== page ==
After last year’s serge in reported sexual assaults on campus, there have been many events and educational discussions on the topic. Many sports teams have become extremely proactive in addressing this issue with their members.
Last fall when the campus community was reeling, Natalie Koukis, coach of men’s and women’s swimming and diving decided enough was enough.
“Last year when the news of several sexual assaults broke, we felt it was appropriate to address with both the men’s and women’s swimming and diving team,” said Koukis. “Working closely with Dr. Wagner in sociology we spearheaded a program [Pledge Against Violence] that involved discussion, education, small group discussions and presentations, and eventually a PSA and pledge taken by every member of the team.”
Koukis continued, “This pledge has now been passed on to other athletic teams and they are going through the same process we went through last year. I think it is important to continue this very real conversation and get as many people involved as possible.”
That they have. Teaming with Brooke Wagner, professor of Sociology, the program has expanded this year.
“Though no other teams completed the program last year, this year the program took off with 5 Wittenberg teams already completing it and working on their own unique PSA,” said Wagner. “We modified the program this year to incorporate some of the information presented by Dr. Alan Berkowitz during his campus visit at the end of October, like bystander intervention.”
Wagner was quick to add, “However, this program is not only about sexual assault prevention. Our goal has shifted to help students both identify all types of potentially harmful situations, from hate slurs to intimate partner violence, and to equip students with the skills to successfully intervene when needed.”
In addition, Krystal Reeb with the office of Student Development, worked closely with Donna Picklesimer the Title IX coordinator for Wittenberg, to develop a streamlined educational program for campus.
“It became evident education was occurring on campus regarding sexual harassment and misconduct, but we wanted to make sure all students were receiving an accurate message,” said Reeb. “Our goal was to find out what type of education is happening on campus; who are we educating; and what is the message they are receiving. Throughout this process we determined what constituents should be addressed and through what medium. For example, some groups need to learn about bystander intervention while other students, such as first-year students, need to learn the basics including what University policy is and what their resources are for assistance if needed.”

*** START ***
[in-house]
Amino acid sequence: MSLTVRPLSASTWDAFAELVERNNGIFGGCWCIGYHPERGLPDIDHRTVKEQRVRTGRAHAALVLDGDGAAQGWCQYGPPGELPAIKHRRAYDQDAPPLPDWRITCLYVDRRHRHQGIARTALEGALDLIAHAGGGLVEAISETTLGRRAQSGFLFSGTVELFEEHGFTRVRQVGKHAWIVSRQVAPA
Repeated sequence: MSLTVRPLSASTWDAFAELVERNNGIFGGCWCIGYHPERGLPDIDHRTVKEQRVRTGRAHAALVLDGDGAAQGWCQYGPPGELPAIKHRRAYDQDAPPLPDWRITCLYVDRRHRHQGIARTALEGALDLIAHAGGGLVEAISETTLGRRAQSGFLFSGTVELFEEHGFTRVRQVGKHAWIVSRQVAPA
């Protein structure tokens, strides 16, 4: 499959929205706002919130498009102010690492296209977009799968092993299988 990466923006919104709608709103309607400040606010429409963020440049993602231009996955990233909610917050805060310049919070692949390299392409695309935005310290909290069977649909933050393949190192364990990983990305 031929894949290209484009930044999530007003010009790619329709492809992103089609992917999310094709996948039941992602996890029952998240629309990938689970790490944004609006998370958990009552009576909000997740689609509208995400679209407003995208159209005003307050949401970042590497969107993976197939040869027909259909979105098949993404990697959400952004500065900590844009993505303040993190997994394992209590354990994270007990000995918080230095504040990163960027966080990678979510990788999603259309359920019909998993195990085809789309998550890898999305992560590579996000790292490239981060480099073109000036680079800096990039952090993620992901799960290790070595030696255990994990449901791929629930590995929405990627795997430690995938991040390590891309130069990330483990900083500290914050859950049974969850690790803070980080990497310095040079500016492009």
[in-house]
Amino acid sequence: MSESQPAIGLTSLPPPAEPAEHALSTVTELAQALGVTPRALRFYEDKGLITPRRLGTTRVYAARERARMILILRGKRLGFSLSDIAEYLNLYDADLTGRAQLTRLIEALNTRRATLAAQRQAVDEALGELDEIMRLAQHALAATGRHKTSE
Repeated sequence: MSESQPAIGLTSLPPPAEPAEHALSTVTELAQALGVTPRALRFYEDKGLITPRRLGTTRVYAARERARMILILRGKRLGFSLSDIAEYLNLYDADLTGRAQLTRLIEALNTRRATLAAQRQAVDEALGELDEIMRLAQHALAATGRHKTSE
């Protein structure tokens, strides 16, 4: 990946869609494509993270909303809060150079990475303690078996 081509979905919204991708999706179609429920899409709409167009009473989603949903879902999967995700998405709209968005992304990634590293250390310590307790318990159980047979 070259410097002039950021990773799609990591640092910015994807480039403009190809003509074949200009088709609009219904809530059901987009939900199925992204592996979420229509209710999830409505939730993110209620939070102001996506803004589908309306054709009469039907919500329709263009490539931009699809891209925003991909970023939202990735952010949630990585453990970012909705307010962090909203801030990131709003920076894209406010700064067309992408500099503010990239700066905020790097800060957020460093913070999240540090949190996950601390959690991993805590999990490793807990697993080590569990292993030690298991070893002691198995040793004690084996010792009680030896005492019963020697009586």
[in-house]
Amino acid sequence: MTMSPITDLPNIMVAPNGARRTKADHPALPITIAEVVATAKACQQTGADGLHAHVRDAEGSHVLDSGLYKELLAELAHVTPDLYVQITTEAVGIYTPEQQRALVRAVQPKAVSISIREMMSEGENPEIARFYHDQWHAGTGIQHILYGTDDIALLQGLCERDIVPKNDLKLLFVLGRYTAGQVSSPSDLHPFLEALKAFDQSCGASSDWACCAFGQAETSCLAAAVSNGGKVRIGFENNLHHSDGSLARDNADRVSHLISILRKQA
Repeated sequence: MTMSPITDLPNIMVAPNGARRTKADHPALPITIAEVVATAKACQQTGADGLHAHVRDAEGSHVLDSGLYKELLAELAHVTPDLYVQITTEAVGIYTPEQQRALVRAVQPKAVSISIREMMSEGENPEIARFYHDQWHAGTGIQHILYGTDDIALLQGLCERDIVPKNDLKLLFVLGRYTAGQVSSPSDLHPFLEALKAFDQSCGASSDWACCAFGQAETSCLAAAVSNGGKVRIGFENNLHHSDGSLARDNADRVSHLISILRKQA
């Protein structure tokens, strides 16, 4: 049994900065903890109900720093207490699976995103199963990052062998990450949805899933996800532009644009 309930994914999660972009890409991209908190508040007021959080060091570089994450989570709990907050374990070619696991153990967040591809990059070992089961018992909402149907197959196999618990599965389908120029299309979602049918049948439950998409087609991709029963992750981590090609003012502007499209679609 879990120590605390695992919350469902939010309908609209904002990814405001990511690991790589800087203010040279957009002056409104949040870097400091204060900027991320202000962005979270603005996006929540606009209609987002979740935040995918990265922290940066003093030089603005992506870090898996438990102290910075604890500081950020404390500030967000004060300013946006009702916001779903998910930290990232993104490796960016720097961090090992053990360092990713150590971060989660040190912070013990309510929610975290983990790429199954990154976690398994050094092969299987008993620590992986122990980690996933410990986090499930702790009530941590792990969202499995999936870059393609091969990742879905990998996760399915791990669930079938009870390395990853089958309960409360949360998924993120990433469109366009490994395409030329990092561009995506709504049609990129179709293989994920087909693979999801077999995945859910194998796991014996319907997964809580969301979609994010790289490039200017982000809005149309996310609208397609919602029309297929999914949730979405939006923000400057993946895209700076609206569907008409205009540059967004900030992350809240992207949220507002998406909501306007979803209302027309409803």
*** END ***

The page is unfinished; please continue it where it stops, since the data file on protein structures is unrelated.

Reeb continued, “ By splitting up the constituents into subcommittees and utilizing student voice, we are now better able to track the conversation on campus and make sure students who are affected my sexual conduct on campus know where to get support or find support for a friend. My hope is for this type of education and conversation to change the campus community into one that does not tolerate sexual harassment or misconduct, and instead, holds its peers accountable by stepping in or finding support for each other.”
Picklesimer added “The actual programs will vary but the underlying message of “respect” and “consent” will be consistent throughout.”
As for continued education, Reeb said that each student organization was encouraged to have some sort of sexual assault education whether it be “through speakers, articles, small group discussions, or more.” Reeb also said that the office of student development would be willing to assist in any way possible in facilitating these measures.
In addition to Wagner’s program, sports teams are also bringing in other professionals to help boost education among their players. Maigan Larsen, Assistant Athletic Director for External Affairs has been charged with the task of enrolling more sports teams into Pledge Against Violence.
“Brooke added to the program this semester the topic of bystander awareness, and it has been a great addition to the education and prevention of all types of violence, including sexual assault,” said Larsen. “To date this year, we have introduced the program to the following six teams that are in their off-season: Softball, Baseball, Men’s Tennis, Women’s Tennis, Men’s Lacrosse, and Women’s Lacrosse. We expect to roll it out to all 23 by the fall of 2014.”